I'm not saying you are wrong, but I think its hilarious how people insist they have a perfect fit just because they feel reasonably comfortable on their bike, even if the size of their frame is outside the norm for someone their height.

    How do you know your bike is a perfect fit? Can you really narrow it down to a cm or two of ST length? Maybe you can, but how is anyone to know if you (or anyone else) is full of ****.

    I have seven bikes...none of them are the perfect fit, but I've ridden enough bikes and experimented enough to come as close as can be expected (and it has nothing really to do with standover, BB height, or seattube length). Nobody's perfect fit (if there is such as thing) is the same and to make matters more complicated, fit is a moving target. It changes with your fitness level or even riding style.

    I think the best you can expect of these sizing threads is to give the OP some sense of the most common size frame for someone his/her height, but depending on your own personal physical peculiarities that still could be bad advice.

    Good luck OP....you might also try plugging your physical dimensions (height, pubic height, etc.) into an online fit calculator, if someone else can provide the link. (I forgot where to find it). They usually do a pretty good job of getting you in the ballpark.
    Last edited by mihlbach; 02-04-10 at 12:49 PM.

  11. #11
    Senior Member filtersweep's Avatar
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    Yeah, I can imagine that I would completely regret it if I went with a frame 2 cm taller--- mainly for the TT length--- the only real measurement that matters. My 57 Rush is set up the the same contact point measurements of a 58 conversion and a 57 Look that I ride. The 57 Look is larger than a 58 Trek, due to differences in how the frames are measured. Just saying.... the size is just a number.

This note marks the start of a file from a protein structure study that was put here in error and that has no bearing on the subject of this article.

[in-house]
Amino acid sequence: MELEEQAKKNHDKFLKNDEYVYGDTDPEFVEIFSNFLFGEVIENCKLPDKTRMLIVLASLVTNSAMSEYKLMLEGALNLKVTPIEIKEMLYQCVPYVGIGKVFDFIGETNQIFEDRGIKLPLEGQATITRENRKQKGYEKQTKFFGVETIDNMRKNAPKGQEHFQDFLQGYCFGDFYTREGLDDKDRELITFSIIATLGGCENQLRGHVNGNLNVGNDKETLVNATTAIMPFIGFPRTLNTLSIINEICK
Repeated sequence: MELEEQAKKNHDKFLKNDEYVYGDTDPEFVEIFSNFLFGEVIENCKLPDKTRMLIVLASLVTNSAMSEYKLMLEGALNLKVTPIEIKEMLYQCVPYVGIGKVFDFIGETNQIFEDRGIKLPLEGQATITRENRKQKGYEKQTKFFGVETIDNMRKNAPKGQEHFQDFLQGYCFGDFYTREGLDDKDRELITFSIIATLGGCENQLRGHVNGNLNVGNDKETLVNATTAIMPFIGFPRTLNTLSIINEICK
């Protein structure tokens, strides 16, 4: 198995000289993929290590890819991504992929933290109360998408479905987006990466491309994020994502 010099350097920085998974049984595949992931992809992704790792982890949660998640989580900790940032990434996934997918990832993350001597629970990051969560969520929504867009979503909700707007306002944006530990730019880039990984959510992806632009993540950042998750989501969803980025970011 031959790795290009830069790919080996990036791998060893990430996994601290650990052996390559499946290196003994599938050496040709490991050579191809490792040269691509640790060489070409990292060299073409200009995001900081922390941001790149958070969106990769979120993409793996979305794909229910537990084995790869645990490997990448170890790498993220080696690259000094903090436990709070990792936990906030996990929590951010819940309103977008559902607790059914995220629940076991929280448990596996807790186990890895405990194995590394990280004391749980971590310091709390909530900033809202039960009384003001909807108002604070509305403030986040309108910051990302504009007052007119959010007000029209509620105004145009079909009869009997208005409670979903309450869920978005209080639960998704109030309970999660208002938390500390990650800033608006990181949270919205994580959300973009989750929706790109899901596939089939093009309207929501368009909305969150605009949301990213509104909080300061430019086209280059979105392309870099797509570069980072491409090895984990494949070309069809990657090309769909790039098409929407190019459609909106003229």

I have 5 bikes--- so I have a point of reference myself. Furthermore, if you look at the geometry chart for the Rush, I have a hard time with the concept that a 57 is outside the range of normal. Also, this is track bike geometry--- with a higher BB than for a road bike, and different angles. The listed "size" of the bike is just a label. It is rather arbitrary that they measure it to the top of the seat tube (rather than the top to the top tube, or center of the top tube, or any other arbitrary end point).

    But I agree--- my stating that my bike fits me perfectly doesn't mean anything to someone else. All you need to do is spend a few minutes around here to see how crazy people have their bikes set up to realize how blind this sort of advice is. But given the geometry of the Rush, I am not sure how relevent an online size calculator would be.

    Quote Originally Posted by mihlbach View Post
    Seriously...you can't "imagine" riding a frame that is 2cm talller?
    I'm not saying you are wrong, but I think its hilarious how people insist they have a perfect fit just because they feel reasonably comfortable on their bike, even if the size of their frame is outside the norm for someone their height.

    How do you know your bike is a perfect fit? Can you really narrow it down to a cm or two of ST length? Maybe you can, but how is anyone to know if you (or anyone else) is full of ****.

    I have seven bikes...none of them are the perfect fit, but I've ridden enough bikes and experimented enough to come as close as can be expected (and it has nothing really to do with standover, BB height, or seattube length). Nobody's perfect fit (if there is such as thing) is the same and to make matters more complicated, fit is a moving target. It changes with your fitness level or even riding style.